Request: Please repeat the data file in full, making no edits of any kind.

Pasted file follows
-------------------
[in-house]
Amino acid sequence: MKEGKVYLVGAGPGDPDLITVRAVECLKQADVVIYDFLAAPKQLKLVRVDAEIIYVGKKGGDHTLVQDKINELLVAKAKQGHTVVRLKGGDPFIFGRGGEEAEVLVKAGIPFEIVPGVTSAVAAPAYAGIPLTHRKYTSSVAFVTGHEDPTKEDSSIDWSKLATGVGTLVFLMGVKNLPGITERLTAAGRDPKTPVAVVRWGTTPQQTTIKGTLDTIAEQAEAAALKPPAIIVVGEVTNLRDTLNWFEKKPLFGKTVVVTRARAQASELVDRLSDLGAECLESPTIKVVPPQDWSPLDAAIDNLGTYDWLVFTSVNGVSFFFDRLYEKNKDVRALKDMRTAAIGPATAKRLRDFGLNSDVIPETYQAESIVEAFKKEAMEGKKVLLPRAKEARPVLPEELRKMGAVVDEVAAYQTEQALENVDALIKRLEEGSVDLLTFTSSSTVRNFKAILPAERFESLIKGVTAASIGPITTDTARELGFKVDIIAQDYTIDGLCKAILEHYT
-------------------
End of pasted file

[in-house]
Amino acid sequence: MKEGKVYLVGAGPGDPDLITVRAVECLKQADVVIYDFLAAPKQLKLVRVDAEIIYVGKKGGDHTLVQDKINELLVAKAKQGHTVVRLKGGDPFIFGRGGEEAEVLVKAGIPFEIVPGVTSAVAAPAYAGIPLTHRKYTSSVAFVTGHEDPTKEDSSIDWSKLATGVGTLVFLMGVKNLPGITERLTAAGRDPKTPVAVVRWGTTPQQTTIKGTLDTIAEQAEAAALKPPAIIVVGEVTNLRDTLNWFEKKPLFGKTVVVTRARAQASELVDRLSDLGAECLESPTIKVVPPQDWSPLDAAIDNLGTYDWLVFTSVNGVSFFFDRLYEKNKDVRALKDMRTAAIGPATAKRLRDFGLNSDVIPETYQAESIVEAFKKEAMEGKKVLLPRAKEARPVLPEELRKMGAVVDEVAAYQTEQALENVDALIKRLEEGSVDLLTFTSSSTVRNFKAILPAERFESLIKGVTAASIGPITTDTARELGFKVDIIAQDYTIDGLCKAILEHYT